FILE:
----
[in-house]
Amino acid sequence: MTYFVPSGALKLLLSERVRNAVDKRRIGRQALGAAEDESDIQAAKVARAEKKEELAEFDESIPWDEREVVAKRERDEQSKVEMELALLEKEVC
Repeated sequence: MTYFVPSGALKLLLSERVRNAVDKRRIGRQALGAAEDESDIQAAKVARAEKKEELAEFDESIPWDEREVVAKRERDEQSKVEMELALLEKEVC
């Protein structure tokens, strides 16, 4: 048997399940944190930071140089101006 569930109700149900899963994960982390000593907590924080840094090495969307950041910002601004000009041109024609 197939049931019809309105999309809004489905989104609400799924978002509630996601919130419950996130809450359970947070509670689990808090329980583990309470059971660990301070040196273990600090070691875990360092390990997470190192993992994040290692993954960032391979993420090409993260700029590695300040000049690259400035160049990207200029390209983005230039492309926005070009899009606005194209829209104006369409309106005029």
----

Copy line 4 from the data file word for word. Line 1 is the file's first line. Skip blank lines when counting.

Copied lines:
């Protein structure tokens, strides 16, 4: 048997399940944190930071140089101006 569930109700149900899963994960982390000593907590924080840094090495969307950041910002601004000009041109024609 197939049931019809309105999309809004489905989104609400799924978002509630996601919130419950996130809450359970947070509670689990808090329980583990309470059971660990301070040196273990600090070691875990360092390990997470190192993992994040290692993954960032391979993420090409993260700029590695300040000049690259400035160049990207200029390209983005230039492309926005070009899009606005194209829209104006369409309106005029």